In her late 40s, Judy Garland is down on her luck, near destitute in every way but loaded with debt, desperate to make just enough money to keep her kids with her but never quite sober enough to make it work. In America, her reputation for being unreliable practically a national headline. The real money is in London, but that’s a whole ocean away from her kids. But needs must.
The thing is, Judy’s demons are portable. They travel with her. Her engagements do not run smoothly. We flash back to her early days in the studio system, circa The Wizard of Oz. Studio head Louis B. Mayer is a total dick. He steals her childhood and replaces them with pills. Pills for everything: to pep her up, knock her out, thin her down, keep her going for 18 hour days. Judy’s addictions are traced with a very straight line back to these early days, before she’s even old enough to question them. Her parents practically sell her to the studio and she’s completely at the mercy of people who just want to exploit her.
But that voice, that talent, those unforgettable movies: it wasn’t Judy who got rich on them.
These shows, the London shows, are some of Judy’s last. She will be dead in 6 months, and the fact that she is waning is clear to all. A good day means a fantastic show: the legend is still in there somewhere. But there are bad days, and very bad shows.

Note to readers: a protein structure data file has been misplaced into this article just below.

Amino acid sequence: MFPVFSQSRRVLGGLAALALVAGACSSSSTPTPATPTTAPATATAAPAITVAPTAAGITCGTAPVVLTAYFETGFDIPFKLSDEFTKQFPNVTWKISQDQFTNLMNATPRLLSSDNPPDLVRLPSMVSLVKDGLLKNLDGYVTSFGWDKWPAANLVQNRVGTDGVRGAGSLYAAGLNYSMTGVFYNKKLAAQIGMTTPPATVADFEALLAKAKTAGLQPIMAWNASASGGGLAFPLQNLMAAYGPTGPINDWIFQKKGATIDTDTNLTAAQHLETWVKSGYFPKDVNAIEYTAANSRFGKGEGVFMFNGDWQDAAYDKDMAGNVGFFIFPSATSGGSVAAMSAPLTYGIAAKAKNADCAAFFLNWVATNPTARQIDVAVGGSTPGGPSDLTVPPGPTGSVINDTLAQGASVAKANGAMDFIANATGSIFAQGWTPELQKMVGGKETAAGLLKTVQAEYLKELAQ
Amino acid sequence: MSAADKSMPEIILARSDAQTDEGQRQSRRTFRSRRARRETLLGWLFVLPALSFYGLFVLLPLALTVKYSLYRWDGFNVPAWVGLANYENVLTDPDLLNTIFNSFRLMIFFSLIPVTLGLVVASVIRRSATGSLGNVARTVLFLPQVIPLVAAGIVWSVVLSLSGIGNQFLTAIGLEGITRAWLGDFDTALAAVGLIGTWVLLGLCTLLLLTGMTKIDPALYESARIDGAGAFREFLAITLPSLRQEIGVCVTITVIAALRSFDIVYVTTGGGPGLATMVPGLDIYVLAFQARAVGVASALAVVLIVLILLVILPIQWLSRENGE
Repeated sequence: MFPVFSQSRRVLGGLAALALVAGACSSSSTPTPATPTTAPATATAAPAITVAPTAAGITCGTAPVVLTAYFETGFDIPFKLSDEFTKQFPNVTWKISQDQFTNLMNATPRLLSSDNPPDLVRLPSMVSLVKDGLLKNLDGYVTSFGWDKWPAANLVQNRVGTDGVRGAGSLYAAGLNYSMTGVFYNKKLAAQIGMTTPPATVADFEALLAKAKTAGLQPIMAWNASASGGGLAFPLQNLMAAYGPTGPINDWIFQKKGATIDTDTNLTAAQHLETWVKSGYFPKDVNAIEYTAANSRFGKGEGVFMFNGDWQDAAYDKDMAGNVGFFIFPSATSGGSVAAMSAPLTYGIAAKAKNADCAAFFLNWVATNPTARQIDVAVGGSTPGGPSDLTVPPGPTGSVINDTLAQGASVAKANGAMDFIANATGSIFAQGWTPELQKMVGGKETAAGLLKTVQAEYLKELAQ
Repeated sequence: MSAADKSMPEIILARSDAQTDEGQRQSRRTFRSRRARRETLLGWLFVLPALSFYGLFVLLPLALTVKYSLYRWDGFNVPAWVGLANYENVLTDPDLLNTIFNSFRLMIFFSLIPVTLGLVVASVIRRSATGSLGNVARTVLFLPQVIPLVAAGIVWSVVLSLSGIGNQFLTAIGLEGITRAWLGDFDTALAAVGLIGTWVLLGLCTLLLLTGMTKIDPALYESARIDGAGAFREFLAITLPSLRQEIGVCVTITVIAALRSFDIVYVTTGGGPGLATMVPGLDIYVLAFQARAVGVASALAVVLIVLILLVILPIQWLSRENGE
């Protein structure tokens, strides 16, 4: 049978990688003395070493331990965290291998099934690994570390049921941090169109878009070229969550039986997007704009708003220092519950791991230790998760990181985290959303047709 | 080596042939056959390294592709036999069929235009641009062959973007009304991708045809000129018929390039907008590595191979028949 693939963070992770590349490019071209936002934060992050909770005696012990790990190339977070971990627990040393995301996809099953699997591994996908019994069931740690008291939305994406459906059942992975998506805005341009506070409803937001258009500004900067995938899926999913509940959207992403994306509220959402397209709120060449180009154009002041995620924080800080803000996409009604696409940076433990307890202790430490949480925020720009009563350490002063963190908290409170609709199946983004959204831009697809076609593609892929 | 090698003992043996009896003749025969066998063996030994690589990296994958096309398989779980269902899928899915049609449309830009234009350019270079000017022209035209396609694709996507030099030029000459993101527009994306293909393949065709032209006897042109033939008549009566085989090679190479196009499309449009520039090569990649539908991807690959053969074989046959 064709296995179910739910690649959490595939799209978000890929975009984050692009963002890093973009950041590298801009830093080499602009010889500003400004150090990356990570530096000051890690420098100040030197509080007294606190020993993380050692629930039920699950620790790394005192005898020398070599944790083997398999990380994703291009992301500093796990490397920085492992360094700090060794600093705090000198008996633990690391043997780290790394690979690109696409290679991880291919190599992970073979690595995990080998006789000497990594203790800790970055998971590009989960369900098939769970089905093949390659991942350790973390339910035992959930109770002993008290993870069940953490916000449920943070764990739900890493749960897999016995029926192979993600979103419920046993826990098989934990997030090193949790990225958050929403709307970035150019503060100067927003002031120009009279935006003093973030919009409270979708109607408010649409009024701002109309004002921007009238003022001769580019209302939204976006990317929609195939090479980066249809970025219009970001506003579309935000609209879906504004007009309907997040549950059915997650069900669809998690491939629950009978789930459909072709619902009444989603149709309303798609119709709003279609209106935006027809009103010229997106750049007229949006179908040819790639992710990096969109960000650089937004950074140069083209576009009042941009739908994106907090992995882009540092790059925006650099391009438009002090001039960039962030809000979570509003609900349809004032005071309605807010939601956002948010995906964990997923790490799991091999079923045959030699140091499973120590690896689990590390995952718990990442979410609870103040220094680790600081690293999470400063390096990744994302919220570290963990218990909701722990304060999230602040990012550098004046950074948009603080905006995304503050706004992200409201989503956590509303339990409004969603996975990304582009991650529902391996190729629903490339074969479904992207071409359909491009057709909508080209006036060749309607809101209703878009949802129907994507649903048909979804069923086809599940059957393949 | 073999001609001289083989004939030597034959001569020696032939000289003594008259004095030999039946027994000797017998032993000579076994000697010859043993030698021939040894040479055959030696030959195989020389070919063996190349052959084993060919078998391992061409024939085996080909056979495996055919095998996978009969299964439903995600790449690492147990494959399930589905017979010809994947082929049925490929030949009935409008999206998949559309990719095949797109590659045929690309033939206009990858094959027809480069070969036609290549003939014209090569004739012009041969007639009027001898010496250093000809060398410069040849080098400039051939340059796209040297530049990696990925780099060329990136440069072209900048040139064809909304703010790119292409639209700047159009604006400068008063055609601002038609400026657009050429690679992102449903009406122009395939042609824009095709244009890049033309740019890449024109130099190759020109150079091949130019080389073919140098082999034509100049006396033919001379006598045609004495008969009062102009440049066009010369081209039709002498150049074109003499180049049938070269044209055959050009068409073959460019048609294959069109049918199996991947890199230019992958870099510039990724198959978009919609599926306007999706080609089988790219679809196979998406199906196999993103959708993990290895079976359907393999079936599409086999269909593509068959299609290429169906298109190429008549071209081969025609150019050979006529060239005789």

Judy is not a biopic, it’s a very small sliver taken mostly from the end of her life. It is 0% glamour. This movie is a performance piece. It is a 100% ‘for your consideration’ love letter to the Academy for Renee Zellweger to be considered for her Oscar, please (in fact, she’s already got a Best Supporting, but rumour is, it’s a little lonely up there on her mantelpiece).
I never quite forgot that I was watching Renee, but I did often see Judy (and Sean, being less familiar with Judy, saw Liza), so she was doing something right. She was doing a LOT right: she channels Judy’s voice, singing more so than speaking. And she nails the spastic mannerisms of a pill-popper, jerking painfully across the screen. The total effect is an awful lot of sympathy for an icon who really just wanted to be a regular woman. But if you’re not a fan of Judy, there may not be much there for you. There isn’t a plot. There’s mostly just going to and from the venue, with gin and tonics in between. Is it a great, meaty role, well performed, with much to be admired? Absolutely, taking up so much space it leaves room for little else.